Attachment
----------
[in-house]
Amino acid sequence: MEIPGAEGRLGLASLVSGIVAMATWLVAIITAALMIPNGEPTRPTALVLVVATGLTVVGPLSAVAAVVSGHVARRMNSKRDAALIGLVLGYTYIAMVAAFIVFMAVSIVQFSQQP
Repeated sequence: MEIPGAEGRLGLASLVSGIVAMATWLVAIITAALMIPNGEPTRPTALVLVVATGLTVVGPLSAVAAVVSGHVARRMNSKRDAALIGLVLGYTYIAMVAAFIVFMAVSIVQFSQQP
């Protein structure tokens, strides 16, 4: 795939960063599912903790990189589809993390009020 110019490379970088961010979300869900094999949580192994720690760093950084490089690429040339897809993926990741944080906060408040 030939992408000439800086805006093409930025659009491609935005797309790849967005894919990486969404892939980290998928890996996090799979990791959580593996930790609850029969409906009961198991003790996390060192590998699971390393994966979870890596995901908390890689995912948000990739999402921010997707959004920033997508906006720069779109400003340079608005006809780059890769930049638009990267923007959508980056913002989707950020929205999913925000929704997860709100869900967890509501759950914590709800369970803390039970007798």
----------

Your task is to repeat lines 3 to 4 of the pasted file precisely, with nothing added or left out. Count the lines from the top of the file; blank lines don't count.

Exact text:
Repeated sequence: MEIPGAEGRLGLASLVSGIVAMATWLVAIITAALMIPNGEPTRPTALVLVVATGLTVVGPLSAVAAVVSGHVARRMNSKRDAALIGLVLGYTYIAMVAAFIVFMAVSIVQFSQQP
């Protein structure tokens, strides 16, 4: 795939960063599912903790990189589809993390009020 110019490379970088961010979300869900094999949580192994720690760093950084490089690429040339897809993926990741944080906060408040 030939992408000439800086805006093409930025659009491609935005797309790849967005894919990486969404892939980290998928890996996090799979990791959580593996930790609850029969409906009961198991003790996390060192590998699971390393994966979870890596995901908390890689995912948000990739999402921010997707959004920033997508906006720069779109400003340079608005006809780059890769930049638009990267923007959508980056913002989707950020929205999913925000929704997860709100869900967890509501759950914590709800369970803390039970007798």